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Old October 20th, 2009, 01:46 AM   #7
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I'll bet you a nickel that you don't have your phantom power configured properly.

You'll get a signal from an electret wired lav (like the ECM-44) without it - but that signal will be conspicuously weak.

Double check your mixer input controls. And if you're unsure that the mixer is properly providing phantom, try a battery in the 44's internal battery holder. (unscrew the silver XLR housing - there's a slot for a single AA inside)

Let us know.
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Old October 20th, 2009, 03:03 AM   #8
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For interviews and soundbites I'm using the Elektro-Voice RE-50. Still one of the best on the market in my opinion.
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Old October 20th, 2009, 03:00 PM   #9
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Ok thanks for that extra info Steve! I was having problems finding the sensitivity specs for my mics as I was checking the B&H website and it seems to be absent in many cases (I found other websites that give the info tho).


Quote:
Originally Posted by Bill Davis View Post
I'll bet you a nickel that you don't have your phantom power configured properly. You'll get a signal from an electret wired lav (like the ECM-44) without it - but that signal will be conspicuously weak. Let us know.
Thanks for the reply Bill. I'm currently using a new battery with the mic as it's power source and I did try swapping it for another different new battery but still the same performance... I've got the ECM-44B model and it looks like it isn't compatible with phantom power, so I've just been sticking with the battery power instead (haven't tried phantom power for any of my mics yet).

Maybe I'm just expecting too much from the lav mics? How loud do you normally have to speak to get a good signal with a lav mic like this? As they do work ok if I speak-up, but I have to speak like I'm talking to someone who is sitting 7 to 10 feet away, instead of being able to use my 12 inch voice. Perhaps that is just the way it is with Lav mics?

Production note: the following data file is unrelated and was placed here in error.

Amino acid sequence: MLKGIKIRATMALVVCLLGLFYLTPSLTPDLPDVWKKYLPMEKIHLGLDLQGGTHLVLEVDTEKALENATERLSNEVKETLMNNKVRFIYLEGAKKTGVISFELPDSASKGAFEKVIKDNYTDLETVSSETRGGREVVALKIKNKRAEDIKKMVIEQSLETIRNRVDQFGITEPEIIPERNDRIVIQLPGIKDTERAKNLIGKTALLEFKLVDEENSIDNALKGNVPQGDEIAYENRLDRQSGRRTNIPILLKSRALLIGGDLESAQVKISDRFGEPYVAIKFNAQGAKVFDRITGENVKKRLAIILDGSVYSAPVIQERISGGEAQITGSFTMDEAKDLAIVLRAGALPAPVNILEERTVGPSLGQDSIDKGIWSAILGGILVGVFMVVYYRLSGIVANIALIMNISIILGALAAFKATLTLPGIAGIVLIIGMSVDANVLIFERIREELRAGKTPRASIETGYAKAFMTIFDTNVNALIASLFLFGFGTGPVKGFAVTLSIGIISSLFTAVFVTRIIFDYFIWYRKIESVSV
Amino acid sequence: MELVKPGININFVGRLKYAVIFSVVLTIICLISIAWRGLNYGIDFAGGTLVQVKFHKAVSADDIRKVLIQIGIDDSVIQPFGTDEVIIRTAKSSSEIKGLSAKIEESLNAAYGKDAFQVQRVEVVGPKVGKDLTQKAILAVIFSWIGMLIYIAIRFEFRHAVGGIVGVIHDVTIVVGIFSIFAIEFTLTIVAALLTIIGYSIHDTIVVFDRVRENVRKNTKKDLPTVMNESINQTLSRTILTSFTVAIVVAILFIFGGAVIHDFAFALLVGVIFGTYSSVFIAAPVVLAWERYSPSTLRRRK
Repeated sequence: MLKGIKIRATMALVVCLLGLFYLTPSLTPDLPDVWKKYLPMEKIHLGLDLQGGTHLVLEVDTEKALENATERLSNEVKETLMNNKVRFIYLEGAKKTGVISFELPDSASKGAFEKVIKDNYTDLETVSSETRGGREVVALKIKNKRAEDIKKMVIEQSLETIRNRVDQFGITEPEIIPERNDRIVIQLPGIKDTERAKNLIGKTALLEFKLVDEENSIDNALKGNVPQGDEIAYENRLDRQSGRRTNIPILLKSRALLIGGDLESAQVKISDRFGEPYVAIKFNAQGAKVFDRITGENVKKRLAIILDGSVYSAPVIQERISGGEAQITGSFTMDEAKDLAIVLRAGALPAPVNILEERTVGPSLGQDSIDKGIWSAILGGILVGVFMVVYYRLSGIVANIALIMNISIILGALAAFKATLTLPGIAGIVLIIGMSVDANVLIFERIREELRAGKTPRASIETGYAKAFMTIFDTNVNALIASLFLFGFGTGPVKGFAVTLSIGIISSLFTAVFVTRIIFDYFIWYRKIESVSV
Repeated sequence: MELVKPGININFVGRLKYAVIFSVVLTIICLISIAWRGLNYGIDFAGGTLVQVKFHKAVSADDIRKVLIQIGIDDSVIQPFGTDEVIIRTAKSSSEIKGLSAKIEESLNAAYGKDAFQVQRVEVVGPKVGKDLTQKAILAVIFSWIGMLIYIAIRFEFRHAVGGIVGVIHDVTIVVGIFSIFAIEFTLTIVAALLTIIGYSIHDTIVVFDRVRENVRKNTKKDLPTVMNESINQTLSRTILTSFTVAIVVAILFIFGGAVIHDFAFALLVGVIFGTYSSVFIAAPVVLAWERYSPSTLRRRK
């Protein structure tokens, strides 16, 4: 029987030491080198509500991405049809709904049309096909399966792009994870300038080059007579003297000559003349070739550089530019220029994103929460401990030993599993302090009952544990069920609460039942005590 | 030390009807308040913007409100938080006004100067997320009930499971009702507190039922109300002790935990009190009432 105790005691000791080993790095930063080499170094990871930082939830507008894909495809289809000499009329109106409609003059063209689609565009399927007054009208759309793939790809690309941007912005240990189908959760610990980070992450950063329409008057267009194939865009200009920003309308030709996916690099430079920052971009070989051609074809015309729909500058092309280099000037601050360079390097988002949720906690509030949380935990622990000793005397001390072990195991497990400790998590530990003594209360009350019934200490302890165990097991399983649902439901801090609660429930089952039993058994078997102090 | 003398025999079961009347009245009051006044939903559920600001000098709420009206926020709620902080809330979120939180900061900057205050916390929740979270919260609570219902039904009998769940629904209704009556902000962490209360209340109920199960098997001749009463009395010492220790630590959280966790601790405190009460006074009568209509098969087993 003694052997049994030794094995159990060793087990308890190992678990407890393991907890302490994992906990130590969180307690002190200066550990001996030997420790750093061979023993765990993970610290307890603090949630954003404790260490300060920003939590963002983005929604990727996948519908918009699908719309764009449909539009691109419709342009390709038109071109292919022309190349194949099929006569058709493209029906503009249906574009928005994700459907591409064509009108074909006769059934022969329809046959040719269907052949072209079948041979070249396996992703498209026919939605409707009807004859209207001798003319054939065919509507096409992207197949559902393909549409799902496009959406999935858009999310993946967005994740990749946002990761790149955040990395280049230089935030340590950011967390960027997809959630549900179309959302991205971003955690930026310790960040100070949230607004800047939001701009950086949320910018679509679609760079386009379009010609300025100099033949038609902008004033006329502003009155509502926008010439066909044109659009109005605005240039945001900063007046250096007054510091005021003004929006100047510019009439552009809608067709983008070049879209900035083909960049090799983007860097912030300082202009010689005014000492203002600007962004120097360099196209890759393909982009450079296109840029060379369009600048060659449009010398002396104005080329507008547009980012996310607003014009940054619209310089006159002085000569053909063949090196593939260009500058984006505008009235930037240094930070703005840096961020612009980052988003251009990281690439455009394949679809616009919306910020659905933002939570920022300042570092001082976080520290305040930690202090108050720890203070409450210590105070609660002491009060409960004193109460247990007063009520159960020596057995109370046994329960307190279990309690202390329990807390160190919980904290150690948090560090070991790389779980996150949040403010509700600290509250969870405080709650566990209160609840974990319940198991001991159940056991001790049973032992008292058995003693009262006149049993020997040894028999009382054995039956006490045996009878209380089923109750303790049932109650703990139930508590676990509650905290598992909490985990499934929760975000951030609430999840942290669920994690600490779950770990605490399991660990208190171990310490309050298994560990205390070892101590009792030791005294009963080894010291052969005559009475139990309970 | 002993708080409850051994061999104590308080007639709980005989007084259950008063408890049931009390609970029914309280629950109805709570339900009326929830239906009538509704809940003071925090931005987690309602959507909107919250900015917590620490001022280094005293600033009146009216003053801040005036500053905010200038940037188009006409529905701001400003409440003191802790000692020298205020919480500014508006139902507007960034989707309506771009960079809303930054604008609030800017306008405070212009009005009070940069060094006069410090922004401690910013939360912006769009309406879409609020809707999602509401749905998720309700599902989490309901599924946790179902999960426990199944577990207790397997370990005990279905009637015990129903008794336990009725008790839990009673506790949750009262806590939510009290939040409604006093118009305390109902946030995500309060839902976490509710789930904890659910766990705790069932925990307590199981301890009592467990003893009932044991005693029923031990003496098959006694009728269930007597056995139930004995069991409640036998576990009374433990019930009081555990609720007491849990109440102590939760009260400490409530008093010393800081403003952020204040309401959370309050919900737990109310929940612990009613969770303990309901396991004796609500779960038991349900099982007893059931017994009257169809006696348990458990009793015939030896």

Thanks for the recommendation on the Elektro-Voice RE-50 Gabor, I'll check that mic out. Do you use it as a handheld? Or can you boom it?
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Old October 20th, 2009, 03:30 PM   #10
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RE-50 would be a handheld, with the mic capsule within about 6 inches of the subject's mouth. And its rated output is 2mV/Pa, or -54dB, much lower than your mics.

The lavs should deliver normal levels with a normal conversational speaking voice. I can't shake the suspicion that something is wrong in your setup and calibration procedure for the mixer. Where in the signal chain are you actually discovering that the levels are too low ... in the meter readings on the mixer while rolling, aurally in headphones plugged into the mixer, meter readings on the camera, aurally in headphones monitoring in the camera while rolling, listening on headphones to playback in the camera, or playback on the workstation when editing in post?

I haven't used the particular mixer so a couple of pieces of info, if you please, if you'd like me to help you debug your setup procedure. One, does its master output have a detent around the centre of its travel marking unity gain? And, if you engage tone, is the level that is sent out constant on the meters and in the output regardless of the position of the master output level knob? In other words, if you engage tone and turn the master output knob up and down, does the meter indication go up and down in sync or does it remain steady pointing to zero VU? How about the level you see on the camera meters when you're sending tone and rotate the mixer's master output level - does it remain constant or go up and down?
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Old October 20th, 2009, 05:01 PM   #11
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Phil, fwiw, I have the same Azden mixer and (while I and others throw rocks at Azden's lowball line) I find their pro line stuff actually pretty nice. I get a lot of headroom with a variety of mikes -- AT8035, Sennheiser ME66K6, several M-Audio vocal mikes, and a couple of MXL studio mikes. Unless there's something wrong with it, the gain that is available has been more than sufficient in my experience. It is a nicely made and very usable piece of gear, if they called it anything but Azden people would love it...my two cents.../ Battle Vaughan

Last edited by Battle Vaughan; October 20th, 2009 at 11:49 PM. Reason: spelling
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Old October 21st, 2009, 12:55 AM   #12
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Quote:
Originally Posted by Steve House View Post